Catherine West MP: Why I will vote against Article 50
Another Europe Is Possible strongly welcomes this statement from Shadow Foreign Office Minister, Catherine West, the Labour MP for Hornsey and Wood Green25th January 2017
I warmly welcome today’s Supreme Court ruling on Article 50, handed down by Lord Neuberger, which states that Parliament must have a vote on invoking Article 50.
Parliament must be sovereign, and therefore have the right to scrutinize and vote on the proposals brought forward by the Government. The Government should now publish a white paper outlining the Government’s priorities for Brexit.
In Theresa May’s speech in early January, she has made it clear that she was seeking a ‘hard Brexit’, indicating that the UK is likely to leave the Customs Union and that the UK will certainly leave the Single Market, breaking her own party’s 2015 manifesto pledge:
Theresa May has stated that her plan for Brexit will deliver a “better deal for ordinary working people”. Yet we have seen the pound fall to its lowest level in over thirty years against the dollar; major companies including JP Morgan, HSBC and UBS have already announced thousands of jobs will be relocated to Paris and Frankfurt; the Chancellor himself has admitted that Government finances will be at least £122 billion worse off in the next three years and inflation is set to rise.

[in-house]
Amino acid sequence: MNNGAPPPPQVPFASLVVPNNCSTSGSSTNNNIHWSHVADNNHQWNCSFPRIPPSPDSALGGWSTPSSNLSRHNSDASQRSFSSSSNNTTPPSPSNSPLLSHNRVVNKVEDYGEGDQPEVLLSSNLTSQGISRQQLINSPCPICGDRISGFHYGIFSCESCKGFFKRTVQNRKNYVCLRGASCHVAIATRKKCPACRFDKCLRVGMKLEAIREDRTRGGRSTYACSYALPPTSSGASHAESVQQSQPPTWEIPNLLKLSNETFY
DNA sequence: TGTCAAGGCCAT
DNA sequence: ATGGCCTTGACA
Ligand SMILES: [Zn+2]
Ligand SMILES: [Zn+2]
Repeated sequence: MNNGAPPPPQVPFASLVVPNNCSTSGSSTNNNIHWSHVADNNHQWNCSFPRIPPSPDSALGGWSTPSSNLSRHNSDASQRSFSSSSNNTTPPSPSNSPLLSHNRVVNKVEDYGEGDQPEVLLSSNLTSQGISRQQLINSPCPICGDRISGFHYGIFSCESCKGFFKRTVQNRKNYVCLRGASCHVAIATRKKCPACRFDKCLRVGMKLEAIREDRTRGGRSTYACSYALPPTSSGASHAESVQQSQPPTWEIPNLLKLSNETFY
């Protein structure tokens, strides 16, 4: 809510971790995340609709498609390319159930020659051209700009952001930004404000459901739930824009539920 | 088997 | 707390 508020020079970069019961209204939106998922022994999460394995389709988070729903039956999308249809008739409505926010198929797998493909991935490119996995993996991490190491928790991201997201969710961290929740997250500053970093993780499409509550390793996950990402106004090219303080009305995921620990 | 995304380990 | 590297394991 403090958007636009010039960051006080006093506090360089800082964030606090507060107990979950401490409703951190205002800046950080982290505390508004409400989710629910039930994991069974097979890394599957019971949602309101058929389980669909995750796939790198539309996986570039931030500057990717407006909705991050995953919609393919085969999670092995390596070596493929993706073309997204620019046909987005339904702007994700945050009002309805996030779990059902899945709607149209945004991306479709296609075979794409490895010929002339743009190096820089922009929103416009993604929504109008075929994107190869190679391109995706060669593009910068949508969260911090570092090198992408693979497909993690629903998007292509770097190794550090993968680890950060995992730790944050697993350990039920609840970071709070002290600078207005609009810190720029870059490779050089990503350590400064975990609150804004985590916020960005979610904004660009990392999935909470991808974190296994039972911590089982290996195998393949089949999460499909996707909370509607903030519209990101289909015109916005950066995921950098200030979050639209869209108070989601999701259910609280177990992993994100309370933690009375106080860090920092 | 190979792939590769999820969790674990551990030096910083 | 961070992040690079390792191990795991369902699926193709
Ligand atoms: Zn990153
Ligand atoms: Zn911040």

Hard Brexit is a huge threat to both workers’ rights and the national economy, as well as an abandonment of all the progress we have made around issues such as tackling international crime, terrorism and climate change.
Theresa May has allowed the hard line Brexiteers within her own party and the right wing media to dictate the form of Brexit, discounting the views of the 48% who voted to remain and more importantly disregarding the national interest.
In Hornsey and Wood Green we secured the highest remain vote in the UK with 81.5%. The best way I can represent my constituents and indeed protect our national interest is to vote against invoking Article 50.
Finally, over the past year we have seen hate crimes soar to their highest levels in recent times alongside an increasing wave of xenophobic nationalism. It is critical that MPs from across the house and indeed civil society in general counter such poisonous rhetoric and continue to make the case for a progressive relationship between the UK and our European partners.
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